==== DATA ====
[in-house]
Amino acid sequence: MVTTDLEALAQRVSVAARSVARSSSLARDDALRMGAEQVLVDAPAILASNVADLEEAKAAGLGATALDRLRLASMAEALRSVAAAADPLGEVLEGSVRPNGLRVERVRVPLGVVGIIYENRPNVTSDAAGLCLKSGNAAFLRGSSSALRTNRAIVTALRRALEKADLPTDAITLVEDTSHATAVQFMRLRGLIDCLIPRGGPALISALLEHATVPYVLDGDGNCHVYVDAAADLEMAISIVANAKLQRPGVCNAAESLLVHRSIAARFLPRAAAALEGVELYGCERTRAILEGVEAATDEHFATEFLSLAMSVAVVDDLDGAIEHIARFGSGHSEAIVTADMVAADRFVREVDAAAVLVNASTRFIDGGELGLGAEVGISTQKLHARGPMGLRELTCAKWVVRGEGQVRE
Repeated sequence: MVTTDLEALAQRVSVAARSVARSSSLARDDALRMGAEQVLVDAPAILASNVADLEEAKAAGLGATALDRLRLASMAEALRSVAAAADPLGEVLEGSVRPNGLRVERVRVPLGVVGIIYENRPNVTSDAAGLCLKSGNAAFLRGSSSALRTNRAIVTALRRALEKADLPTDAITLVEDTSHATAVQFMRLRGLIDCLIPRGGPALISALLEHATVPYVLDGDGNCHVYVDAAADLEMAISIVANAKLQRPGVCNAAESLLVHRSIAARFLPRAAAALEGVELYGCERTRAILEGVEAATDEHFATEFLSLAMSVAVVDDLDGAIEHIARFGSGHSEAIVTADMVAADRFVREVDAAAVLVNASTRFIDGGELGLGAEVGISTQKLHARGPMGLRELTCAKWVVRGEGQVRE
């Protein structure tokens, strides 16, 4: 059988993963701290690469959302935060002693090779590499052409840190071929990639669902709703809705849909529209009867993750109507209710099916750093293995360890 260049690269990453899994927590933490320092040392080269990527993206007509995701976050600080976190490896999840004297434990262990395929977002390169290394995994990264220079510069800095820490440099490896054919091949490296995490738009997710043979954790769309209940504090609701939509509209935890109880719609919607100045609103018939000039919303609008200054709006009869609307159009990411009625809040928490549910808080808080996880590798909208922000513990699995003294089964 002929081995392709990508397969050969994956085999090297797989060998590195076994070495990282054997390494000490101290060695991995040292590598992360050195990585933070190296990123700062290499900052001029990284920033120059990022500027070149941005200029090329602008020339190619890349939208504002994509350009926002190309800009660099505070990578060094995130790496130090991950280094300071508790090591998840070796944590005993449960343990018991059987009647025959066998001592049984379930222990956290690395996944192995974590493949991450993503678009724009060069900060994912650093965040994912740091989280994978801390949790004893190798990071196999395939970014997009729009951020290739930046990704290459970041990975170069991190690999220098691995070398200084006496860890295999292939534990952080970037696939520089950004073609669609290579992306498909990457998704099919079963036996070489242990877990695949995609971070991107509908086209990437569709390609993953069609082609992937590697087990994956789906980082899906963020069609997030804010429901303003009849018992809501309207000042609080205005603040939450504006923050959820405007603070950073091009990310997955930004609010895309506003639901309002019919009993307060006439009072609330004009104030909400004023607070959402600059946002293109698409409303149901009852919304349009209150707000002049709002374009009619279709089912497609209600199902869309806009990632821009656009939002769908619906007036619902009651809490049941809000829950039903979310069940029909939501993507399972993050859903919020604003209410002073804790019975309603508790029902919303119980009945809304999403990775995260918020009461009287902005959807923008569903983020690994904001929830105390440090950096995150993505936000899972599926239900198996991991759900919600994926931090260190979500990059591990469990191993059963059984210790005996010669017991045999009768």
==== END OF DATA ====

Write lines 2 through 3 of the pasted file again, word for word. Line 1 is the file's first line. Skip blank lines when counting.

Amino acid sequence: MVTTDLEALAQRVSVAARSVARSSSLARDDALRMGAEQVLVDAPAILASNVADLEEAKAAGLGATALDRLRLASMAEALRSVAAAADPLGEVLEGSVRPNGLRVERVRVPLGVVGIIYENRPNVTSDAAGLCLKSGNAAFLRGSSSALRTNRAIVTALRRALEKADLPTDAITLVEDTSHATAVQFMRLRGLIDCLIPRGGPALISALLEHATVPYVLDGDGNCHVYVDAAADLEMAISIVANAKLQRPGVCNAAESLLVHRSIAARFLPRAAAALEGVELYGCERTRAILEGVEAATDEHFATEFLSLAMSVAVVDDLDGAIEHIARFGSGHSEAIVTADMVAADRFVREVDAAAVLVNASTRFIDGGELGLGAEVGISTQKLHARGPMGLRELTCAKWVVRGEGQVRE
Repeated sequence: MVTTDLEALAQRVSVAARSVARSSSLARDDALRMGAEQVLVDAPAILASNVADLEEAKAAGLGATALDRLRLASMAEALRSVAAAADPLGEVLEGSVRPNGLRVERVRVPLGVVGIIYENRPNVTSDAAGLCLKSGNAAFLRGSSSALRTNRAIVTALRRALEKADLPTDAITLVEDTSHATAVQFMRLRGLIDCLIPRGGPALISALLEHATVPYVLDGDGNCHVYVDAAADLEMAISIVANAKLQRPGVCNAAESLLVHRSIAARFLPRAAAALEGVELYGCERTRAILEGVEAATDEHFATEFLSLAMSVAVVDDLDGAIEHIARFGSGHSEAIVTADMVAADRFVREVDAAAVLVNASTRFIDGGELGLGAEVGISTQKLHARGPMGLRELTCAKWVVRGEGQVRE